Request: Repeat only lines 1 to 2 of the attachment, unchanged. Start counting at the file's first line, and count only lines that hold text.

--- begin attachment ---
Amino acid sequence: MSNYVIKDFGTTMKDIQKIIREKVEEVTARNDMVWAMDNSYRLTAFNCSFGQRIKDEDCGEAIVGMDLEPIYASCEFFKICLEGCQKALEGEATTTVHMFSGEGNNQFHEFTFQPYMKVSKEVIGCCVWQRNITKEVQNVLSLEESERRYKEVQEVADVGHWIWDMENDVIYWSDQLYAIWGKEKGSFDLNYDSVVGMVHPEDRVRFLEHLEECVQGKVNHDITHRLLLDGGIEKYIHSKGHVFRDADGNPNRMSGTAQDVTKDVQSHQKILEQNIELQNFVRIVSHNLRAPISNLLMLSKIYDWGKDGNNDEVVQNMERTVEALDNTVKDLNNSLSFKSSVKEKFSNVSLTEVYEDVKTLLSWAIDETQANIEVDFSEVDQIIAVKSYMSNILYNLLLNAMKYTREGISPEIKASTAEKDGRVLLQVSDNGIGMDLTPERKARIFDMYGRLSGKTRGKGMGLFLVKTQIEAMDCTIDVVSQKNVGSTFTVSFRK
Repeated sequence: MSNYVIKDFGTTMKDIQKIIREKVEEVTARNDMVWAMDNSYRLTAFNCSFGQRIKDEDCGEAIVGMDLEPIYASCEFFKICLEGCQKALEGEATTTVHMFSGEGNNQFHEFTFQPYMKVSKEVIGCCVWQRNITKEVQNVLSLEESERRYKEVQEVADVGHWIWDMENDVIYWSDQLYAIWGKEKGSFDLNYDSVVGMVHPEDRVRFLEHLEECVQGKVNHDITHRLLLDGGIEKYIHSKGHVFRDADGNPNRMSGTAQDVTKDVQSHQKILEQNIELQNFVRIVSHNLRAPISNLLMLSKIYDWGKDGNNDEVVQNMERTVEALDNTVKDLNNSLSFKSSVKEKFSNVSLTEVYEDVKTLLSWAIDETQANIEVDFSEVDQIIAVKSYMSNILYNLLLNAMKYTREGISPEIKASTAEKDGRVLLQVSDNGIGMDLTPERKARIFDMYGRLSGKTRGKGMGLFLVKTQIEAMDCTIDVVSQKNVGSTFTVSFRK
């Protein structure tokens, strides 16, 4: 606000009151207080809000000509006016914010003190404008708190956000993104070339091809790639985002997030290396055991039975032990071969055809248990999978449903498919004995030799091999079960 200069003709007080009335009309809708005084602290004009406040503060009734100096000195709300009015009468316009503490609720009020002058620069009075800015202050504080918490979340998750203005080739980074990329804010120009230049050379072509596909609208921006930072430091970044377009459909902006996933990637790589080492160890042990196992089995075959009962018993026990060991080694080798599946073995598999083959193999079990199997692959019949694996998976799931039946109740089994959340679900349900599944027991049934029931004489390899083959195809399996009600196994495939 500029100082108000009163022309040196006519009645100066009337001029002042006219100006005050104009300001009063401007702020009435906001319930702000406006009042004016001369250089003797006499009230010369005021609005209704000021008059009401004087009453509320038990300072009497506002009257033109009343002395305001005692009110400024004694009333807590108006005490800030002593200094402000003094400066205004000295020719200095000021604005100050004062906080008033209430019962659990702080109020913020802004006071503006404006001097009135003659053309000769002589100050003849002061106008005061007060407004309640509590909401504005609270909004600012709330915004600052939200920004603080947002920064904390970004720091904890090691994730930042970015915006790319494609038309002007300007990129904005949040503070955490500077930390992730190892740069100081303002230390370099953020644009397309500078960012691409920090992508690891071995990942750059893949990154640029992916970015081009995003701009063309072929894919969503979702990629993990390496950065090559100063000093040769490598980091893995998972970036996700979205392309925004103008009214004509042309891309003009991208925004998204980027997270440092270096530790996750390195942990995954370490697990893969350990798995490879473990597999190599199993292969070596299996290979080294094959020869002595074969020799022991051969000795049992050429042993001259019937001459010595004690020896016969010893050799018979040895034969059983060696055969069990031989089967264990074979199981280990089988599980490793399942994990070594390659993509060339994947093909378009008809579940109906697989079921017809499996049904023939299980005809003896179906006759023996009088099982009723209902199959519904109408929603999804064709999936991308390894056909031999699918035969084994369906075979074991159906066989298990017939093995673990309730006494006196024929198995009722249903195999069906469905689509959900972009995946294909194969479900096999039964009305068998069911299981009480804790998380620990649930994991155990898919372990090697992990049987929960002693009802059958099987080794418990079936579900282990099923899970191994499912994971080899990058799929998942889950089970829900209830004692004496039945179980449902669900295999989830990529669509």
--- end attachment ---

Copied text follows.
Amino acid sequence: MSNYVIKDFGTTMKDIQKIIREKVEEVTARNDMVWAMDNSYRLTAFNCSFGQRIKDEDCGEAIVGMDLEPIYASCEFFKICLEGCQKALEGEATTTVHMFSGEGNNQFHEFTFQPYMKVSKEVIGCCVWQRNITKEVQNVLSLEESERRYKEVQEVADVGHWIWDMENDVIYWSDQLYAIWGKEKGSFDLNYDSVVGMVHPEDRVRFLEHLEECVQGKVNHDITHRLLLDGGIEKYIHSKGHVFRDADGNPNRMSGTAQDVTKDVQSHQKILEQNIELQNFVRIVSHNLRAPISNLLMLSKIYDWGKDGNNDEVVQNMERTVEALDNTVKDLNNSLSFKSSVKEKFSNVSLTEVYEDVKTLLSWAIDETQANIEVDFSEVDQIIAVKSYMSNILYNLLLNAMKYTREGISPEIKASTAEKDGRVLLQVSDNGIGMDLTPERKARIFDMYGRLSGKTRGKGMGLFLVKTQIEAMDCTIDVVSQKNVGSTFTVSFRK
Repeated sequence: MSNYVIKDFGTTMKDIQKIIREKVEEVTARNDMVWAMDNSYRLTAFNCSFGQRIKDEDCGEAIVGMDLEPIYASCEFFKICLEGCQKALEGEATTTVHMFSGEGNNQFHEFTFQPYMKVSKEVIGCCVWQRNITKEVQNVLSLEESERRYKEVQEVADVGHWIWDMENDVIYWSDQLYAIWGKEKGSFDLNYDSVVGMVHPEDRVRFLEHLEECVQGKVNHDITHRLLLDGGIEKYIHSKGHVFRDADGNPNRMSGTAQDVTKDVQSHQKILEQNIELQNFVRIVSHNLRAPISNLLMLSKIYDWGKDGNNDEVVQNMERTVEALDNTVKDLNNSLSFKSSVKEKFSNVSLTEVYEDVKTLLSWAIDETQANIEVDFSEVDQIIAVKSYMSNILYNLLLNAMKYTREGISPEIKASTAEKDGRVLLQVSDNGIGMDLTPERKARIFDMYGRLSGKTRGKGMGLFLVKTQIEAMDCTIDVVSQKNVGSTFTVSFRK